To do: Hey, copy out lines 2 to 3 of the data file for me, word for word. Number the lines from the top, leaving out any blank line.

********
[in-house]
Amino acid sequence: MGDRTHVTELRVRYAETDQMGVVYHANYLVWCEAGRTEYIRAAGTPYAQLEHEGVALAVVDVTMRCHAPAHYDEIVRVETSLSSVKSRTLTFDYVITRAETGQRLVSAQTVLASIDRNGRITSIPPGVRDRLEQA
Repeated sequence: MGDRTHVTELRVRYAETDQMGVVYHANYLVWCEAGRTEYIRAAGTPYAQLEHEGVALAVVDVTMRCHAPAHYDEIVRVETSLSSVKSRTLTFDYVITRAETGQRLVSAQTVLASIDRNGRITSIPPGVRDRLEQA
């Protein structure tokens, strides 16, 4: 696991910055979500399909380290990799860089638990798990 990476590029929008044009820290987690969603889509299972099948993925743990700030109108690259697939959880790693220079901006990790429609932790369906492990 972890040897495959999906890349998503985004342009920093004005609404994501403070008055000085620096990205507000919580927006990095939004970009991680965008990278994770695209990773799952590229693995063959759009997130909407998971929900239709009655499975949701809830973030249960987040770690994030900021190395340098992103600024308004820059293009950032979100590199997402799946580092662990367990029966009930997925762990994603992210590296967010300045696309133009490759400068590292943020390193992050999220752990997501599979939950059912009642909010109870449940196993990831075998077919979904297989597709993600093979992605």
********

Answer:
Amino acid sequence: MGDRTHVTELRVRYAETDQMGVVYHANYLVWCEAGRTEYIRAAGTPYAQLEHEGVALAVVDVTMRCHAPAHYDEIVRVETSLSSVKSRTLTFDYVITRAETGQRLVSAQTVLASIDRNGRITSIPPGVRDRLEQA
Repeated sequence: MGDRTHVTELRVRYAETDQMGVVYHANYLVWCEAGRTEYIRAAGTPYAQLEHEGVALAVVDVTMRCHAPAHYDEIVRVETSLSSVKSRTLTFDYVITRAETGQRLVSAQTVLASIDRNGRITSIPPGVRDRLEQA